The HuffPost's Gay Voices report: Gay TV as we know it is dead. Just as MTV pulled the plug on music programming in the '90s, the network's younger, swishier cousin, Logo, has decided to say goodbye to its original raison d'être: gay-focused television.
None of Logo's upcoming series include gay characters in "lead" roles, according to a press release announcing coming programming changes, first revealed by Queerty. Instead, the network has opted to green-light only female-friendly, gayish knock-offs of the reality shows Toddlers & Tiaras and Mob Wives, with show titles like Eden Wood's World and Wiseguys.
Even RuPaul's Drag U is getting a revamp to reach a more mainstream audience.
In other words, the new Logo will be a Cuisinart-blended cocktail of Bravo, Lifetime, and Oxygen, with a pink boa as garnish.
Why the change? Most LGBTs don't see showcasing their sexual orientation as a priority on television, according to a study Logo conducted. This isn't surprising. Most real-life conversations don't start with "Hi, I'm a homo." Instead, we define ourselves as electropop fans and Foursquare addicts and cat freaks who just happen to be gay.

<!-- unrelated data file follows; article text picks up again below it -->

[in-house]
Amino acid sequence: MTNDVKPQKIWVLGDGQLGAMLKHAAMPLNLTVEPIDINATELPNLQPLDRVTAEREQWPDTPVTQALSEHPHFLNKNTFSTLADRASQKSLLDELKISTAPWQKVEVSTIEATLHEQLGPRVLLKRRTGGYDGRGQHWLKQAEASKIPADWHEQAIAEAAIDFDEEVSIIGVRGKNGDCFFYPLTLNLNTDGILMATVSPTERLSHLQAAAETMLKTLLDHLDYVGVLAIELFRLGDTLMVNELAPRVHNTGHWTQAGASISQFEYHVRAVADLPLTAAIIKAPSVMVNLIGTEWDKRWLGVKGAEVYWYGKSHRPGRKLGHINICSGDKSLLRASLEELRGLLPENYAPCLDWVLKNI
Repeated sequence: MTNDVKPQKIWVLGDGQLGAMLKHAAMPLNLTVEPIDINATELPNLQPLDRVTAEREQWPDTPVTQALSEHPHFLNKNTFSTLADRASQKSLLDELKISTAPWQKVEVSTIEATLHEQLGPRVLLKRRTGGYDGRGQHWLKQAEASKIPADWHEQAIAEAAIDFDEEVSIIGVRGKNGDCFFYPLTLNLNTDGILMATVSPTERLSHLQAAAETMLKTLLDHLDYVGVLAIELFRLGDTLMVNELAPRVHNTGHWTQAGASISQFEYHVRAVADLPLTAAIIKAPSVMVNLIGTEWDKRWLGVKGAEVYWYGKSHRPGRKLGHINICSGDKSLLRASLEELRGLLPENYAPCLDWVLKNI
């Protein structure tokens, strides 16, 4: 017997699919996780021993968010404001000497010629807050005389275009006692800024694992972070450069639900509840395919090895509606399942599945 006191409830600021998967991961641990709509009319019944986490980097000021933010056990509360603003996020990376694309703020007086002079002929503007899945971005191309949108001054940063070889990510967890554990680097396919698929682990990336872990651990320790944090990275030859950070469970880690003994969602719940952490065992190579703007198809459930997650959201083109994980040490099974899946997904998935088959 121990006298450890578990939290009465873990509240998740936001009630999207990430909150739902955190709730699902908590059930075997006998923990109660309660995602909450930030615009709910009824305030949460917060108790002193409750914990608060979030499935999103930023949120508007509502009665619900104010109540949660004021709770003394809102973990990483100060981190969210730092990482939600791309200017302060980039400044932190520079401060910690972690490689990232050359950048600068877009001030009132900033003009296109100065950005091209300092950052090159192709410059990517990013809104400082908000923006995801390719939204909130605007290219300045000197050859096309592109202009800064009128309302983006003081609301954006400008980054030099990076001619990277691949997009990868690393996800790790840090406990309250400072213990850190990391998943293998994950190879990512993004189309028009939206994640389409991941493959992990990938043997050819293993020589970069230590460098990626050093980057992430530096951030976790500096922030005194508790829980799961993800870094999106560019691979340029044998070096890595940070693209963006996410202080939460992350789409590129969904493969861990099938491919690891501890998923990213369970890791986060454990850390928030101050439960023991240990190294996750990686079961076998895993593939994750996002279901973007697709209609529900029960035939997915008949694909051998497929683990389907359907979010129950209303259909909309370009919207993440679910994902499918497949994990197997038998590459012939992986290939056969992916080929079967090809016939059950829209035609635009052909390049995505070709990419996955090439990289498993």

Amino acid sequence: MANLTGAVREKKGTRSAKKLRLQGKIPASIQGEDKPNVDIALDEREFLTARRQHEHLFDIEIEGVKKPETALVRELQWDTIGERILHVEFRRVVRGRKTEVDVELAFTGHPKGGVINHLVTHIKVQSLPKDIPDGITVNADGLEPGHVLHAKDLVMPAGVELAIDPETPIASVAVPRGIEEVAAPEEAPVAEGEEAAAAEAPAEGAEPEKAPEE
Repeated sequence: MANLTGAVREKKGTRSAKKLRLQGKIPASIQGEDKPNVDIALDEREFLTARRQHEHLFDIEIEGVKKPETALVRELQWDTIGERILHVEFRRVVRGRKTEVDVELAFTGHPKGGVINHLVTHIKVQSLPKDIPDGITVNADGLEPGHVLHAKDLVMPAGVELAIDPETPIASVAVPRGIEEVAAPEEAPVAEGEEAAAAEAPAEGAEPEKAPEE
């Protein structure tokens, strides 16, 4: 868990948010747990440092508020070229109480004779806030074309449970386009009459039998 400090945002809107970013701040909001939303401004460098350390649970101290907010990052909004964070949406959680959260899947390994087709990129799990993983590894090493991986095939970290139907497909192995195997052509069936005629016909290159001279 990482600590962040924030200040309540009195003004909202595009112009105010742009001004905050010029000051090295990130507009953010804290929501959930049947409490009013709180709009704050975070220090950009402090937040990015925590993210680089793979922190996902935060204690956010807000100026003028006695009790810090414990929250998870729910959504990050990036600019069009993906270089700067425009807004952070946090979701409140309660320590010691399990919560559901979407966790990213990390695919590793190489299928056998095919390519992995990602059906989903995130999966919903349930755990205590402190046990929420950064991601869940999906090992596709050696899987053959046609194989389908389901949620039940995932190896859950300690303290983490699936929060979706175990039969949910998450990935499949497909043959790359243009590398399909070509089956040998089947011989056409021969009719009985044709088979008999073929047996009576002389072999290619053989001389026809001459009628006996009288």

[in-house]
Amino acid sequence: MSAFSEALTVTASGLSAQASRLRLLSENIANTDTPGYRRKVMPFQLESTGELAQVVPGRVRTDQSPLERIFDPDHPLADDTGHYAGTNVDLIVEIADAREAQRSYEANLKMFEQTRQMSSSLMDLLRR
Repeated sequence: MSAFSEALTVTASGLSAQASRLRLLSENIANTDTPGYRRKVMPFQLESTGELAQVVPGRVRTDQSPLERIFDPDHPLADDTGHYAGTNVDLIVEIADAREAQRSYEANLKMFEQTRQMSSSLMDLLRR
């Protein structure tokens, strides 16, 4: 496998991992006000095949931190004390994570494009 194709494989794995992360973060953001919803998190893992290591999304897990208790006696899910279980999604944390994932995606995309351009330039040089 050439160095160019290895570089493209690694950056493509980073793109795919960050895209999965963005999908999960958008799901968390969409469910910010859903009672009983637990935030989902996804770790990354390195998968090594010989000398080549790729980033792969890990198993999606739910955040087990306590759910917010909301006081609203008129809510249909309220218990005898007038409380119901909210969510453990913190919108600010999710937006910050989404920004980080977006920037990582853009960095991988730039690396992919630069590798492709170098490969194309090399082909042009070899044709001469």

One reaction has been to bemoan the news and call Logo a traitor for walking out on its community. But given the current state of Logo's programming, the decision just may be a blessing in disguise for the gay rights movement.
At this juncture in America, reality-show leads are best left to the tried-and-tested bitchy straight woman, and Logo is doing the gay community a favor by taking us out of the spotlight. Sure, most people are smart enough to make the distinction that all gays aren't like those gays on Logo, just as Italians aren't all table-flippers like those ladies on The Real Housewives of New Jersey. But when it comes down to it, we live in a country where the vast majority of gay Americans can't marry legally, and there's a real threat of an anti-gay candidate becoming president.
And, as unfortunate as it may be, stereotypes on TV greatly influence straight America's perception of who we are. That's a reality we don't want to point and laugh at.